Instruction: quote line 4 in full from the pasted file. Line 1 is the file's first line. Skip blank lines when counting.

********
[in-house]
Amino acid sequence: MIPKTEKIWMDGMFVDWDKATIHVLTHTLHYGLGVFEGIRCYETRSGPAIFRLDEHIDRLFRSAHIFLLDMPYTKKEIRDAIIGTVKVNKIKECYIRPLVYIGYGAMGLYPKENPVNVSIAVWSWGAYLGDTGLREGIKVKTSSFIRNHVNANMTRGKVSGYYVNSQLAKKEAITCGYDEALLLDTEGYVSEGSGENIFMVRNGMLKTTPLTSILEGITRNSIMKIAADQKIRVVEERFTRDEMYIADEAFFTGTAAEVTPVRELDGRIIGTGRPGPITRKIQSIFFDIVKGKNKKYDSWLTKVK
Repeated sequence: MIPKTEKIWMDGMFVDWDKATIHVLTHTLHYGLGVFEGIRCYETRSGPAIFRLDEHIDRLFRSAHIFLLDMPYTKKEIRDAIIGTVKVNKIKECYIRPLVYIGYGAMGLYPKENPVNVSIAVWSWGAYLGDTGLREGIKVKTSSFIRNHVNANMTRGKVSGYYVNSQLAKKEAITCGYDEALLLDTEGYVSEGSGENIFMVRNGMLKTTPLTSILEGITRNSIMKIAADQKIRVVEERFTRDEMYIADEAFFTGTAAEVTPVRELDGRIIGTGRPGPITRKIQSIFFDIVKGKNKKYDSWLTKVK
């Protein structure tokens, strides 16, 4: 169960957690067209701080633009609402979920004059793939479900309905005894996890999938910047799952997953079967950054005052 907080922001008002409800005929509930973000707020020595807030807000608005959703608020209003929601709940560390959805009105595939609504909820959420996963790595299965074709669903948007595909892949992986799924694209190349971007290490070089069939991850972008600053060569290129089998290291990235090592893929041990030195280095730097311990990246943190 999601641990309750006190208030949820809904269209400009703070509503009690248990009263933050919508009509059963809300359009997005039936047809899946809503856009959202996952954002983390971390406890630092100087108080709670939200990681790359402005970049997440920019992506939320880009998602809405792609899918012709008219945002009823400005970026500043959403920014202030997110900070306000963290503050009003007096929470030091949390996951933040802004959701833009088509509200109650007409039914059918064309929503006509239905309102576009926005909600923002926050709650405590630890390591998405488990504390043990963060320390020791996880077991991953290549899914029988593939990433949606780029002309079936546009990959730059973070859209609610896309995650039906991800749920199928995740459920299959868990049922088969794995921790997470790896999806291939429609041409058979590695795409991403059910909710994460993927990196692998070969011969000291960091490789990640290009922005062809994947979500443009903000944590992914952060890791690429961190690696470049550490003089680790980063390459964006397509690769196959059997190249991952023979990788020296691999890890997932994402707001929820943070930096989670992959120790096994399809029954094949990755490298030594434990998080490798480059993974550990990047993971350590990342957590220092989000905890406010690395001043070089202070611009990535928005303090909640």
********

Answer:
């Protein structure tokens, strides 16, 4: 169960957690067209701080633009609402979920004059793939479900309905005894996890999938910047799952997953079967950054005052 907080922001008002409800005929509930973000707020020595807030807000608005959703608020209003929601709940560390959805009105595939609504909820959420996963790595299965074709669903948007595909892949992986799924694209190349971007290490070089069939991850972008600053060569290129089998290291990235090592893929041990030195280095730097311990990246943190 999601641990309750006190208030949820809904269209400009703070509503009690248990009263933050919508009509059963809300359009997005039936047809899946809503856009959202996952954002983390971390406890630092100087108080709670939200990681790359402005970049997440920019992506939320880009998602809405792609899918012709008219945002009823400005970026500043959403920014202030997110900070306000963290503050009003007096929470030091949390996951933040802004959701833009088509509200109650007409039914059918064309929503006509239905309102576009926005909600923002926050709650405590630890390591998405488990504390043990963060320390020791996880077991991953290549899914029988593939990433949606780029002309079936546009990959730059973070859209609610896309995650039906991800749920199928995740459920299959868990049922088969794995921790997470790896999806291939429609041409058979590695795409991403059910909710994460993927990196692998070969011969000291960091490789990640290009922005062809994947979500443009903000944590992914952060890791690429961190690696470049550490003089680790980063390459964006397509690769196959059997190249991952023979990788020296691999890890997932994402707001929820943070930096989670992959120790096994399809029954094949990755490298030594434990998080490798480059993974550990990047993971350590990342957590220092989000905890406010690395001043070089202070611009990535928005303090909640």